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BLOG: Pro-privacy folks likened to digital al-Qaida; feds want to 'blind' hackers

Network World | Aug. 12, 2013
The world is increasingly more dangerous for hackers and privacy advocates; the FBI allegedly would rather teach hackers a lesson, “blind them,” than hire them, and pro-privacy Snowden supporters have been likened to a digital al-Qaida.

Hayden summed up Snowden supporters as "folks who are very committed to transparency and global transparency and the global web, kind of ungoverned and free." He added, "I'm just trying to illustrate that you've got a group of people out there who make demands, whose demands may not be satisfiable, may not be rational, from other points of view, may not be the kinds of things that government can accommodate."

Clearly the government can't accommodate people who want digital privacy or government transparency, but the NSA says, hey, don't worry about your electronic privacy because the agency only "touches about 1.6%" of the "1,826 petabytes" of data flowing through the Internet daily. The NSA wrote, "Put another way, if a standard basketball court represented the global collection would be represented by an area smaller than a dime on that basketball court."

But "you should care about privacy because if the data says you've done something wrong, then the person reading the data will interpret everything else you do through that light,"wrote journalist, activist and author Cory Doctorow. "You should care about dragnet surveillance because it gives cops bigger haystacks with proportionately fewer needles. What we seek is for the authorities to do their jobs well, not simply suck up all the data they can in the hopes that it will be useful, someday."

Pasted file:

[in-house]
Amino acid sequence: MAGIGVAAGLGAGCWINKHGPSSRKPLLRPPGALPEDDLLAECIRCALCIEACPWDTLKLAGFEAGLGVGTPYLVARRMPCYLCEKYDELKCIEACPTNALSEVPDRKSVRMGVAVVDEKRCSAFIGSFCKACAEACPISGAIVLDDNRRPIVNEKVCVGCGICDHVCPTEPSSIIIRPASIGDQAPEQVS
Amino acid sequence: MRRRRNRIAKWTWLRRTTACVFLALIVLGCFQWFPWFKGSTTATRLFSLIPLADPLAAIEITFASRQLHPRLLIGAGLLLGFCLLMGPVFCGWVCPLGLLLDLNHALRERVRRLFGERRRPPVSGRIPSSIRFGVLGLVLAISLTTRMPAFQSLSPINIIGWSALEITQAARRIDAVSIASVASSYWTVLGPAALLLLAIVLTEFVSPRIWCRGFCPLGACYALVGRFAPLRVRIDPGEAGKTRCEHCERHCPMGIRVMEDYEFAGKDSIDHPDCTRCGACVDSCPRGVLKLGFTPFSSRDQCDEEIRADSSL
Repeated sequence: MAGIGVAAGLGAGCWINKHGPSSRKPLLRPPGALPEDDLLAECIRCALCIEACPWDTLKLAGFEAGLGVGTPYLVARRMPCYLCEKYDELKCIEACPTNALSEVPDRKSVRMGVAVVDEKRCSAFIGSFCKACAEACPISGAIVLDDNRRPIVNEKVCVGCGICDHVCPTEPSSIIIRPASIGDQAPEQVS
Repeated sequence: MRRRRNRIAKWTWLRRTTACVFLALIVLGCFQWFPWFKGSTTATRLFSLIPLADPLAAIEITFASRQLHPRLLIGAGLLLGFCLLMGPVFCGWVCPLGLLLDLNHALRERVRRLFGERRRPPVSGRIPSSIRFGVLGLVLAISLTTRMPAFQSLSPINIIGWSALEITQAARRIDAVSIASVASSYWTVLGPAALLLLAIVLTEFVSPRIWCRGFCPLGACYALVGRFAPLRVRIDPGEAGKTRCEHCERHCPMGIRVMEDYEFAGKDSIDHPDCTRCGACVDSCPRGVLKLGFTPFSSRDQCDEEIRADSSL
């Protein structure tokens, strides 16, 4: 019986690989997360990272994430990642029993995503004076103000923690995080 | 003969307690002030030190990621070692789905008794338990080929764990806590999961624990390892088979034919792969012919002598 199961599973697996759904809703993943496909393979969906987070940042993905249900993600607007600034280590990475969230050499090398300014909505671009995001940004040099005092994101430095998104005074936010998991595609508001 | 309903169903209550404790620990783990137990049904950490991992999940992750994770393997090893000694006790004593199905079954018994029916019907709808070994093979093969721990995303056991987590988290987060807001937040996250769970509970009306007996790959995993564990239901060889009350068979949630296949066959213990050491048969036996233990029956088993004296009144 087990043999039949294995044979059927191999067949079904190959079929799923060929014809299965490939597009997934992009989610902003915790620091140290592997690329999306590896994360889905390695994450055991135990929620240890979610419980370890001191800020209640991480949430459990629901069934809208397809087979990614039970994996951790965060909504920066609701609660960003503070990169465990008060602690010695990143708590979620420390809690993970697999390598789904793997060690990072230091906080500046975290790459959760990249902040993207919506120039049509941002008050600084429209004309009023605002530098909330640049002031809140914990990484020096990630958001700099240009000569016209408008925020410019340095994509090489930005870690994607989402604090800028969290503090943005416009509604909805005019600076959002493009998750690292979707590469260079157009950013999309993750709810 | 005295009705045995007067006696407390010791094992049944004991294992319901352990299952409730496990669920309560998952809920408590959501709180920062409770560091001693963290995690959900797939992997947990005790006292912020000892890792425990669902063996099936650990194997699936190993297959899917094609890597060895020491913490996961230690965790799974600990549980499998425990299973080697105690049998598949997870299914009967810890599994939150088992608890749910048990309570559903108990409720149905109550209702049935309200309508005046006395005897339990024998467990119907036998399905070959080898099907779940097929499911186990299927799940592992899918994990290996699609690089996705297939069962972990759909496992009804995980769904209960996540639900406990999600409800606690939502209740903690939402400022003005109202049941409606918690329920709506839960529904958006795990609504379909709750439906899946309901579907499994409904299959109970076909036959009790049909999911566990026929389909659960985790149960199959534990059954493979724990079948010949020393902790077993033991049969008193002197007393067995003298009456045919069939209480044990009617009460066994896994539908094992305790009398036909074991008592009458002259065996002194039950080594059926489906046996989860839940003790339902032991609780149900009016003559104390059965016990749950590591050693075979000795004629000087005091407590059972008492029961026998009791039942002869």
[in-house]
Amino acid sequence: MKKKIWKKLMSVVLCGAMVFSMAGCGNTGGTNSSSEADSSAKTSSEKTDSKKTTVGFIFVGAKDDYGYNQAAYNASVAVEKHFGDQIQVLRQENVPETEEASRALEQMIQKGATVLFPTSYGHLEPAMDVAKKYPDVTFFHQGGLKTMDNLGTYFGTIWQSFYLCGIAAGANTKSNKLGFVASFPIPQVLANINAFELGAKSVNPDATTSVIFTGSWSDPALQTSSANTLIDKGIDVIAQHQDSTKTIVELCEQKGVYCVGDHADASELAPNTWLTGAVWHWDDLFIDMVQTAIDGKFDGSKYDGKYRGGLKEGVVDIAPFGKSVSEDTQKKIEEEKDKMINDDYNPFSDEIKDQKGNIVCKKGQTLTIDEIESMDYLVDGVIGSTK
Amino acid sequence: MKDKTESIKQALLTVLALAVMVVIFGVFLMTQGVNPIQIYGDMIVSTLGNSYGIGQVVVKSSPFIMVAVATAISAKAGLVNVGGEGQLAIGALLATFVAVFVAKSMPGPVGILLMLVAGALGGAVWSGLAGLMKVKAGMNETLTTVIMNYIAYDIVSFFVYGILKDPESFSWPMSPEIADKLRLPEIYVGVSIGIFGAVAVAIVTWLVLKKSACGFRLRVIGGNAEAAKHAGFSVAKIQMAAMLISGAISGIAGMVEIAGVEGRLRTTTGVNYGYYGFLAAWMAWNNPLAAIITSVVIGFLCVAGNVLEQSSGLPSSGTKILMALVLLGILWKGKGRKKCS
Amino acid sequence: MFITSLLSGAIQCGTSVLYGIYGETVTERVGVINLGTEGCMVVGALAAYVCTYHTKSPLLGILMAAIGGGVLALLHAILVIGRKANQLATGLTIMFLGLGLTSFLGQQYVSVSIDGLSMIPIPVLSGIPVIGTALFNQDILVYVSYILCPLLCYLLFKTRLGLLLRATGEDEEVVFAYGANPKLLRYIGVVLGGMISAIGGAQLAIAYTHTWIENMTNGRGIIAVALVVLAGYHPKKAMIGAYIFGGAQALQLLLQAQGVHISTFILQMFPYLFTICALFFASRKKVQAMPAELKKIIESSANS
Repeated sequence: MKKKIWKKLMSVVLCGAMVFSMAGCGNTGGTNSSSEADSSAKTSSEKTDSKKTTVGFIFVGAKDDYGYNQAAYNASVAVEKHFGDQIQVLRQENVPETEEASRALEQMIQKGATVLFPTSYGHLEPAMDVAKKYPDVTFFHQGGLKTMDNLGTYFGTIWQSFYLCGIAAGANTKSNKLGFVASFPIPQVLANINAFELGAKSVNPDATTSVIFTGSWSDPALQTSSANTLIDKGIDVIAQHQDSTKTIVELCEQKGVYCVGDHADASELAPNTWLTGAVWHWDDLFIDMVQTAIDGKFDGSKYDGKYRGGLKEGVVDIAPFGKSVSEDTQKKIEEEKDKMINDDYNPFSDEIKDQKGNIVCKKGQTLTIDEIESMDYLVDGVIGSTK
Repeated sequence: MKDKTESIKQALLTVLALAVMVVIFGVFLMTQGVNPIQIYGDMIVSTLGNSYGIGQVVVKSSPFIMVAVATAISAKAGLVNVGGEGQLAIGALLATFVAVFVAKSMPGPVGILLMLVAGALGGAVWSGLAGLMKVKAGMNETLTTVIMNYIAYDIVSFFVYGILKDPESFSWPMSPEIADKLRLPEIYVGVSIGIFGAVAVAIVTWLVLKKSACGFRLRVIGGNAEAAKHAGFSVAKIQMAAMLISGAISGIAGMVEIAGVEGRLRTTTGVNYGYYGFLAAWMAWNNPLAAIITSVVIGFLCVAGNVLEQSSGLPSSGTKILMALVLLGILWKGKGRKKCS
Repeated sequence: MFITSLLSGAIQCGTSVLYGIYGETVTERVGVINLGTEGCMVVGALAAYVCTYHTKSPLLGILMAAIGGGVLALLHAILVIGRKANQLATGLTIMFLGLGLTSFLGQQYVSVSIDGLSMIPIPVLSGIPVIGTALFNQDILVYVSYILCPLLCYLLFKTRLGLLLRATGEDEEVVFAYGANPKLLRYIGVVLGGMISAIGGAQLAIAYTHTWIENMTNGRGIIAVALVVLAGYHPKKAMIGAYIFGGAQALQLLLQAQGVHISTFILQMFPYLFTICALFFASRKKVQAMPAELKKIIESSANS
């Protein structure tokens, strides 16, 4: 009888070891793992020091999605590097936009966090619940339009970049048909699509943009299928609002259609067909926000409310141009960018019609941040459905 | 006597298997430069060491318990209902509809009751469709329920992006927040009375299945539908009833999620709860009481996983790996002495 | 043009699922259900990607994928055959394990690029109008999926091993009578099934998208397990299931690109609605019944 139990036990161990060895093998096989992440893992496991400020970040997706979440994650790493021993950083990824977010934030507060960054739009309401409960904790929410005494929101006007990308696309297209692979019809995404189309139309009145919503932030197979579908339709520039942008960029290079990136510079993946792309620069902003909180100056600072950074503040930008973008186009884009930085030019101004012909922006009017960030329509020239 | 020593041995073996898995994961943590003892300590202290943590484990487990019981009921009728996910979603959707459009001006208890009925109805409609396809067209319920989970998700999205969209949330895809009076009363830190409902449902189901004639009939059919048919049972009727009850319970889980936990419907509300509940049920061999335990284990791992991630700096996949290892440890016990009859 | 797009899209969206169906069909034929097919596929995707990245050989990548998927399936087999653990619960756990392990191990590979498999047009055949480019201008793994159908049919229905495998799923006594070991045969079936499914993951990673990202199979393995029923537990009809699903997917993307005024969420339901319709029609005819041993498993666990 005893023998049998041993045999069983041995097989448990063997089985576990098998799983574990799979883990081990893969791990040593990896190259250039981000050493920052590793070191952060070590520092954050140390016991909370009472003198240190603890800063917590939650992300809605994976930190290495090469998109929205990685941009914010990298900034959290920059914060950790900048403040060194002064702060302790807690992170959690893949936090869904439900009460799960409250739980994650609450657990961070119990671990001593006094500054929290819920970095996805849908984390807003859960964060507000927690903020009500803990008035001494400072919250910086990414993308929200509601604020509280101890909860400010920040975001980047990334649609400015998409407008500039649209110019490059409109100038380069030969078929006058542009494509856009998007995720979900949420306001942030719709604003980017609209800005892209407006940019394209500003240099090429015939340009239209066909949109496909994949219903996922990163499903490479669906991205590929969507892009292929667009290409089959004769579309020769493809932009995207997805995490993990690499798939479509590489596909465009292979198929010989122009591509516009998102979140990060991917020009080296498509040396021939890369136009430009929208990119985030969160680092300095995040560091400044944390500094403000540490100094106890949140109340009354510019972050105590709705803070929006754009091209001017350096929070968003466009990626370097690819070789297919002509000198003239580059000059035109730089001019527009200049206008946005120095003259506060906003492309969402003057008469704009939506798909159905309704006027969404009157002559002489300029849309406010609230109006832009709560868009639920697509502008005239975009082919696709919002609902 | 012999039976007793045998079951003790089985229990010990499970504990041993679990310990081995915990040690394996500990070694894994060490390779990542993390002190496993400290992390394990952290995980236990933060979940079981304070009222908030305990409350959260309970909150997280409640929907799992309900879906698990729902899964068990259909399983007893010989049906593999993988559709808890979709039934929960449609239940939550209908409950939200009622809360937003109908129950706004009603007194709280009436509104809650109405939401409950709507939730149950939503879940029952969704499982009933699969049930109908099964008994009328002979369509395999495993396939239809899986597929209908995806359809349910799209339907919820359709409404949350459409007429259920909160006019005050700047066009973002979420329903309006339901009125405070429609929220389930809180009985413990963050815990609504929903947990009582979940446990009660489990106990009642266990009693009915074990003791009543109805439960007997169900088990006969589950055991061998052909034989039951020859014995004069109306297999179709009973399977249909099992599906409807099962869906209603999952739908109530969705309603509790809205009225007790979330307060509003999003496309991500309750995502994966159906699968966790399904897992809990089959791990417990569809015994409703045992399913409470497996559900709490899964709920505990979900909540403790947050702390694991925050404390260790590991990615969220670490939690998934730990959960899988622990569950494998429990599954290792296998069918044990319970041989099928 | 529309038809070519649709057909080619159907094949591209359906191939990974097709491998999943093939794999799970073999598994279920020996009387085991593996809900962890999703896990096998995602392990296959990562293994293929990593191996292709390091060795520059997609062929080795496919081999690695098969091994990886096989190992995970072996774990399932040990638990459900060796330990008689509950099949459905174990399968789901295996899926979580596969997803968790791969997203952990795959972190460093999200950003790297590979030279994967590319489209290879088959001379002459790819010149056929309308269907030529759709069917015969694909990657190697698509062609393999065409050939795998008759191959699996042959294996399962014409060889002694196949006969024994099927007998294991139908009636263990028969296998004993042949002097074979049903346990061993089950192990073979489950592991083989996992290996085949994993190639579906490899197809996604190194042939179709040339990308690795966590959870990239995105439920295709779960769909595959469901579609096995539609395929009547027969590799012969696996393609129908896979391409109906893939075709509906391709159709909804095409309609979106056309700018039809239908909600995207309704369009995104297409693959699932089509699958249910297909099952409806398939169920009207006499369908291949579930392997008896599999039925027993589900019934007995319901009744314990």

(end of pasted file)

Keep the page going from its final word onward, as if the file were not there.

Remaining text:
It's not what you say today about digital privacy; it's what years and years' worth of your opinions, tweets, and online comments might add up to. About a year ago, it was potentially a terrorist indicator. Last week, pro-privacy Snowden supporters are labeled as digital al-Qaida. What will it be in a year or two?

Jennifer Hoelzer, who formerly worked as deputy chief of staff for Ron Wyden, wrote:

I think it's awfully hard for the American people to trust the President and his administration when their best response to the concerns Americans are raising is to denigrate the Americans raising those concerns. Because, you see, I have a hard time understanding why my wanting to stand up for democratic principles makes me unpatriotic, while the ones calling themselves patriots seem to think so little of the people and the principles that comprise the country they purport to love.



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